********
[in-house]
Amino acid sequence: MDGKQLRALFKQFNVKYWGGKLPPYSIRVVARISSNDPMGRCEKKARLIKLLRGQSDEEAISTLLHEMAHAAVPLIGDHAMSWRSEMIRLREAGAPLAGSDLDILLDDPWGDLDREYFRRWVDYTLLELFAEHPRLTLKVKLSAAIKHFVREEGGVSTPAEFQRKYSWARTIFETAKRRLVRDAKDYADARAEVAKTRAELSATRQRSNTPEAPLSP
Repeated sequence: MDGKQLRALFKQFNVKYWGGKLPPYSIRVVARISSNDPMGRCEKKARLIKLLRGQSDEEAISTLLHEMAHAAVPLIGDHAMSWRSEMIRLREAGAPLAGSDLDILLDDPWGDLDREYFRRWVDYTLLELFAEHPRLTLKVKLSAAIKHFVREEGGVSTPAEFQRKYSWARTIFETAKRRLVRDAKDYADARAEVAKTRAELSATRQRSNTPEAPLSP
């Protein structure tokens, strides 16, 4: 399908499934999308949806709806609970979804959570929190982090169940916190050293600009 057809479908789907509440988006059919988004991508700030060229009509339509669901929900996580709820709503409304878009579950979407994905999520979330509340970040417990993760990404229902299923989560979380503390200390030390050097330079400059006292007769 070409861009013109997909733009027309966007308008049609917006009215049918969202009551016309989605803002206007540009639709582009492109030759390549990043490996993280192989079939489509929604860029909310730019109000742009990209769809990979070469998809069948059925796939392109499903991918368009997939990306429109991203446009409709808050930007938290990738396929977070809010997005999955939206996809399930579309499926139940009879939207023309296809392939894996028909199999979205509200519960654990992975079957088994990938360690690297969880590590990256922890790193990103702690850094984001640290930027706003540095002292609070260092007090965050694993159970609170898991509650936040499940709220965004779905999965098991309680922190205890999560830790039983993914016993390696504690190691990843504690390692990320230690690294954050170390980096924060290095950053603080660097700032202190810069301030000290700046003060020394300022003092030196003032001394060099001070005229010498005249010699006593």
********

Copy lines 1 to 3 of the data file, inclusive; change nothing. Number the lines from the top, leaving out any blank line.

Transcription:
[in-house]
Amino acid sequence: MDGKQLRALFKQFNVKYWGGKLPPYSIRVVARISSNDPMGRCEKKARLIKLLRGQSDEEAISTLLHEMAHAAVPLIGDHAMSWRSEMIRLREAGAPLAGSDLDILLDDPWGDLDREYFRRWVDYTLLELFAEHPRLTLKVKLSAAIKHFVREEGGVSTPAEFQRKYSWARTIFETAKRRLVRDAKDYADARAEVAKTRAELSATRQRSNTPEAPLSP
Repeated sequence: MDGKQLRALFKQFNVKYWGGKLPPYSIRVVARISSNDPMGRCEKKARLIKLLRGQSDEEAISTLLHEMAHAAVPLIGDHAMSWRSEMIRLREAGAPLAGSDLDILLDDPWGDLDREYFRRWVDYTLLELFAEHPRLTLKVKLSAAIKHFVREEGGVSTPAEFQRKYSWARTIFETAKRRLVRDAKDYADARAEVAKTRAELSATRQRSNTPEAPLSP